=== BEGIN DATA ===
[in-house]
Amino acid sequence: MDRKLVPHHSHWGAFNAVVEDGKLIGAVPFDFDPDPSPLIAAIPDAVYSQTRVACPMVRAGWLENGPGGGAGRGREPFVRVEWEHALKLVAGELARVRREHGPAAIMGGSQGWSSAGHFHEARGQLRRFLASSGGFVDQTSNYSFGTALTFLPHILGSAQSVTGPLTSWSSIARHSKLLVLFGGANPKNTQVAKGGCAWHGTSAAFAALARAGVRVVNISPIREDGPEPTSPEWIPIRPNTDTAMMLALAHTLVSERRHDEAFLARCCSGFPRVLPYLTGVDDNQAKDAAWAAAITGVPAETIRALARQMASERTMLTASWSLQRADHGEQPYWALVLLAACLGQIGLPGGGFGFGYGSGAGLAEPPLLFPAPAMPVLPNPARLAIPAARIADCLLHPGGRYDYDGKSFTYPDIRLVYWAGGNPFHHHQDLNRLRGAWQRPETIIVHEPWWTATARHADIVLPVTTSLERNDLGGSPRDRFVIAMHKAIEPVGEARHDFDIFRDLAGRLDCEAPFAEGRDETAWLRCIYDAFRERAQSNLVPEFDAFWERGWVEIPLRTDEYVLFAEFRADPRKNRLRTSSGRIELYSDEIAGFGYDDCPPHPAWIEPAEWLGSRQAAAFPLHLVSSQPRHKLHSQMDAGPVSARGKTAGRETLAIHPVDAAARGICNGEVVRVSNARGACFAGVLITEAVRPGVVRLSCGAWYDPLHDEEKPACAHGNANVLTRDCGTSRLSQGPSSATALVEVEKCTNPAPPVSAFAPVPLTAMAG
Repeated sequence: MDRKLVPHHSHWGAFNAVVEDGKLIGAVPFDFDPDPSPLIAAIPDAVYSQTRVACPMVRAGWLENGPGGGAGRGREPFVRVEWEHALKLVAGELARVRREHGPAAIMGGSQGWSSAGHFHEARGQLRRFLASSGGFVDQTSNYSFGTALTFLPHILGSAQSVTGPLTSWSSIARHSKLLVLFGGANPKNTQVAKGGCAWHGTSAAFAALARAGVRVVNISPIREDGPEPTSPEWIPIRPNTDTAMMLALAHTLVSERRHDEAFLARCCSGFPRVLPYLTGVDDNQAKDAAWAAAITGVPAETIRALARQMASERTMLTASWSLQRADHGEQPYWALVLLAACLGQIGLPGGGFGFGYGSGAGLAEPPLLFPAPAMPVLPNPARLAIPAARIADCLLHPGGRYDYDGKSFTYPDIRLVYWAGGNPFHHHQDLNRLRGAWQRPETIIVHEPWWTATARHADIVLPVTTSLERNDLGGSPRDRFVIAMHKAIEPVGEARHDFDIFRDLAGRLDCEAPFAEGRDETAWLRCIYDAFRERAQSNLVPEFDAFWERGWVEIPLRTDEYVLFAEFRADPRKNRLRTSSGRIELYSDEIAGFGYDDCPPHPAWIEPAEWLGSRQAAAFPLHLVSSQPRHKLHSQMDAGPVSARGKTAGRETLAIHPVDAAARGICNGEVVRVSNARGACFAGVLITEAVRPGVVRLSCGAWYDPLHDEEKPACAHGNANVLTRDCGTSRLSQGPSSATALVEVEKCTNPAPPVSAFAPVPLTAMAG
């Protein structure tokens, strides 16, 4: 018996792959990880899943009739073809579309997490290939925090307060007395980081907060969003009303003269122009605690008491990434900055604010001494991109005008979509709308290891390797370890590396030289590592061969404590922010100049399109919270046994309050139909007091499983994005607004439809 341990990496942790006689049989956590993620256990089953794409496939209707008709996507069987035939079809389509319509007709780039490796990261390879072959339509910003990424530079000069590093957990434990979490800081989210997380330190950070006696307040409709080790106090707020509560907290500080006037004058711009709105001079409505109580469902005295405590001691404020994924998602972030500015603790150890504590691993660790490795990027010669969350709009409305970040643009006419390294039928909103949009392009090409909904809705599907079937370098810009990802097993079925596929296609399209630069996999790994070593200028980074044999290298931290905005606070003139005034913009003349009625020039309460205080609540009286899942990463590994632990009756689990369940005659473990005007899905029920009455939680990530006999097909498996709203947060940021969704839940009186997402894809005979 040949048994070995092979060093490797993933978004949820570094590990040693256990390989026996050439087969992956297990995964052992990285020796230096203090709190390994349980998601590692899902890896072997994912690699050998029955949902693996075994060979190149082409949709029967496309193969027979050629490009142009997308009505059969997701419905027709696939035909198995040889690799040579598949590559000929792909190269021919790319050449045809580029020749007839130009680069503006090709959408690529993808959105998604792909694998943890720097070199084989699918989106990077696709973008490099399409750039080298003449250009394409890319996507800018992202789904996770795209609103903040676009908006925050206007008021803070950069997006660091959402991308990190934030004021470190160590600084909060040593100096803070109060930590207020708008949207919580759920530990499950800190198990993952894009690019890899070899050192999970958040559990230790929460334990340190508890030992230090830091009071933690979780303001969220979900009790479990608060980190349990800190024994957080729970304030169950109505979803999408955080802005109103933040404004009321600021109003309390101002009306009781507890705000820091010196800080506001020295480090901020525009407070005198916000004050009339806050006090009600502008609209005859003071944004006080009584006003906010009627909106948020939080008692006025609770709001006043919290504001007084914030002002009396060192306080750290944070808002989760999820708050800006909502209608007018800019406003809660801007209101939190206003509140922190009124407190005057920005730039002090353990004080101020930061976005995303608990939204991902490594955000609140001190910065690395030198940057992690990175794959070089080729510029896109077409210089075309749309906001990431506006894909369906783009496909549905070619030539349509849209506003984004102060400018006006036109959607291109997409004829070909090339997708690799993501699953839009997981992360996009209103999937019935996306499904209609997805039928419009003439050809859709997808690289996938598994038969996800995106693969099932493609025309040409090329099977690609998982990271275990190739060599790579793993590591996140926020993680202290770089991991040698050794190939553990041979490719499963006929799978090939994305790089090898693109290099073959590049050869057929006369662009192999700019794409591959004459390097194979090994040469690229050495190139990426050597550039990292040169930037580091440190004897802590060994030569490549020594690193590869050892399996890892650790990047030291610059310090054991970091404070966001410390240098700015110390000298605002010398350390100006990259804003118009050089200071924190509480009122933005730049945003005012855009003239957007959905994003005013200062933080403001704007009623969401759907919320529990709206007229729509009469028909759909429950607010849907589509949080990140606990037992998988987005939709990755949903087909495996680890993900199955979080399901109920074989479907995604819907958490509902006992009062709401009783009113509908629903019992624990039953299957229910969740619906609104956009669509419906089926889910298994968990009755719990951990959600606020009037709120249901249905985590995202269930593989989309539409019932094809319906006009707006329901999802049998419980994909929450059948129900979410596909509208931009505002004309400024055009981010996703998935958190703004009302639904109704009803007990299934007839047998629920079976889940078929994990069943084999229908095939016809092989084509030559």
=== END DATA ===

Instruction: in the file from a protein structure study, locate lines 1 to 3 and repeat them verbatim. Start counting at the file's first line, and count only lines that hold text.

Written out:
[in-house]
Amino acid sequence: MDRKLVPHHSHWGAFNAVVEDGKLIGAVPFDFDPDPSPLIAAIPDAVYSQTRVACPMVRAGWLENGPGGGAGRGREPFVRVEWEHALKLVAGELARVRREHGPAAIMGGSQGWSSAGHFHEARGQLRRFLASSGGFVDQTSNYSFGTALTFLPHILGSAQSVTGPLTSWSSIARHSKLLVLFGGANPKNTQVAKGGCAWHGTSAAFAALARAGVRVVNISPIREDGPEPTSPEWIPIRPNTDTAMMLALAHTLVSERRHDEAFLARCCSGFPRVLPYLTGVDDNQAKDAAWAAAITGVPAETIRALARQMASERTMLTASWSLQRADHGEQPYWALVLLAACLGQIGLPGGGFGFGYGSGAGLAEPPLLFPAPAMPVLPNPARLAIPAARIADCLLHPGGRYDYDGKSFTYPDIRLVYWAGGNPFHHHQDLNRLRGAWQRPETIIVHEPWWTATARHADIVLPVTTSLERNDLGGSPRDRFVIAMHKAIEPVGEARHDFDIFRDLAGRLDCEAPFAEGRDETAWLRCIYDAFRERAQSNLVPEFDAFWERGWVEIPLRTDEYVLFAEFRADPRKNRLRTSSGRIELYSDEIAGFGYDDCPPHPAWIEPAEWLGSRQAAAFPLHLVSSQPRHKLHSQMDAGPVSARGKTAGRETLAIHPVDAAARGICNGEVVRVSNARGACFAGVLITEAVRPGVVRLSCGAWYDPLHDEEKPACAHGNANVLTRDCGTSRLSQGPSSATALVEVEKCTNPAPPVSAFAPVPLTAMAG
Repeated sequence: MDRKLVPHHSHWGAFNAVVEDGKLIGAVPFDFDPDPSPLIAAIPDAVYSQTRVACPMVRAGWLENGPGGGAGRGREPFVRVEWEHALKLVAGELARVRREHGPAAIMGGSQGWSSAGHFHEARGQLRRFLASSGGFVDQTSNYSFGTALTFLPHILGSAQSVTGPLTSWSSIARHSKLLVLFGGANPKNTQVAKGGCAWHGTSAAFAALARAGVRVVNISPIREDGPEPTSPEWIPIRPNTDTAMMLALAHTLVSERRHDEAFLARCCSGFPRVLPYLTGVDDNQAKDAAWAAAITGVPAETIRALARQMASERTMLTASWSLQRADHGEQPYWALVLLAACLGQIGLPGGGFGFGYGSGAGLAEPPLLFPAPAMPVLPNPARLAIPAARIADCLLHPGGRYDYDGKSFTYPDIRLVYWAGGNPFHHHQDLNRLRGAWQRPETIIVHEPWWTATARHADIVLPVTTSLERNDLGGSPRDRFVIAMHKAIEPVGEARHDFDIFRDLAGRLDCEAPFAEGRDETAWLRCIYDAFRERAQSNLVPEFDAFWERGWVEIPLRTDEYVLFAEFRADPRKNRLRTSSGRIELYSDEIAGFGYDDCPPHPAWIEPAEWLGSRQAAAFPLHLVSSQPRHKLHSQMDAGPVSARGKTAGRETLAIHPVDAAARGICNGEVVRVSNARGACFAGVLITEAVRPGVVRLSCGAWYDPLHDEEKPACAHGNANVLTRDCGTSRLSQGPSSATALVEVEKCTNPAPPVSAFAPVPLTAMAG